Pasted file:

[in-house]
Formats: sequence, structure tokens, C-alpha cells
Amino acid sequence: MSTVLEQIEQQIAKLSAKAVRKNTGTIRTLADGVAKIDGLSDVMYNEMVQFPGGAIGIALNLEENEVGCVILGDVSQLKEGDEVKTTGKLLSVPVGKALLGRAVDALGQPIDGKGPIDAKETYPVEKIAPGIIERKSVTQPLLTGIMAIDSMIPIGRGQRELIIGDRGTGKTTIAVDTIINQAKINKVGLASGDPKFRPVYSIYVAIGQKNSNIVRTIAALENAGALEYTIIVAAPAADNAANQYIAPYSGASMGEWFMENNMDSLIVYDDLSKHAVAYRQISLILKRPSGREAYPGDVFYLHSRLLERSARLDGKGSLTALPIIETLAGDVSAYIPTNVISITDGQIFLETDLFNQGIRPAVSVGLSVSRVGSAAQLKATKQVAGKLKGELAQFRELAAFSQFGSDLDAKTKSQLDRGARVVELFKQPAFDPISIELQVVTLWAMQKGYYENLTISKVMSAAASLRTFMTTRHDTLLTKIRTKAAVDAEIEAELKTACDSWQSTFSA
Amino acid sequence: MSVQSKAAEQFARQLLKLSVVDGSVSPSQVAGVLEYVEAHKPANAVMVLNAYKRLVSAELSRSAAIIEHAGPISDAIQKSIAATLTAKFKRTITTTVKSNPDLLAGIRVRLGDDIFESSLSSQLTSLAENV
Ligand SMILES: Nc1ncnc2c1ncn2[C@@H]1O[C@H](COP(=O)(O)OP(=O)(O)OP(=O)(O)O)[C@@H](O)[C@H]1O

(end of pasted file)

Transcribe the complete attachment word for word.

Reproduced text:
[in-house]
Formats: sequence, structure tokens, C-alpha cells
Amino acid sequence: MSTVLEQIEQQIAKLSAKAVRKNTGTIRTLADGVAKIDGLSDVMYNEMVQFPGGAIGIALNLEENEVGCVILGDVSQLKEGDEVKTTGKLLSVPVGKALLGRAVDALGQPIDGKGPIDAKETYPVEKIAPGIIERKSVTQPLLTGIMAIDSMIPIGRGQRELIIGDRGTGKTTIAVDTIINQAKINKVGLASGDPKFRPVYSIYVAIGQKNSNIVRTIAALENAGALEYTIIVAAPAADNAANQYIAPYSGASMGEWFMENNMDSLIVYDDLSKHAVAYRQISLILKRPSGREAYPGDVFYLHSRLLERSARLDGKGSLTALPIIETLAGDVSAYIPTNVISITDGQIFLETDLFNQGIRPAVSVGLSVSRVGSAAQLKATKQVAGKLKGELAQFRELAAFSQFGSDLDAKTKSQLDRGARVVELFKQPAFDPISIELQVVTLWAMQKGYYENLTISKVMSAAASLRTFMTTRHDTLLTKIRTKAAVDAEIEAELKTACDSWQSTFSA
Amino acid sequence: MSVQSKAAEQFARQLLKLSVVDGSVSPSQVAGVLEYVEAHKPANAVMVLNAYKRLVSAELSRSAAIIEHAGPISDAIQKSIAATLTAKFKRTITTTVKSNPDLLAGIRVRLGDDIFESSLSSQLTSLAENV
Ligand SMILES: Nc1ncnc2c1ncn2[C@@H]1O[C@H](COP(=O)(O)OP(=O)(O)OP(=O)(O)O)[C@@H](O)[C@H]1O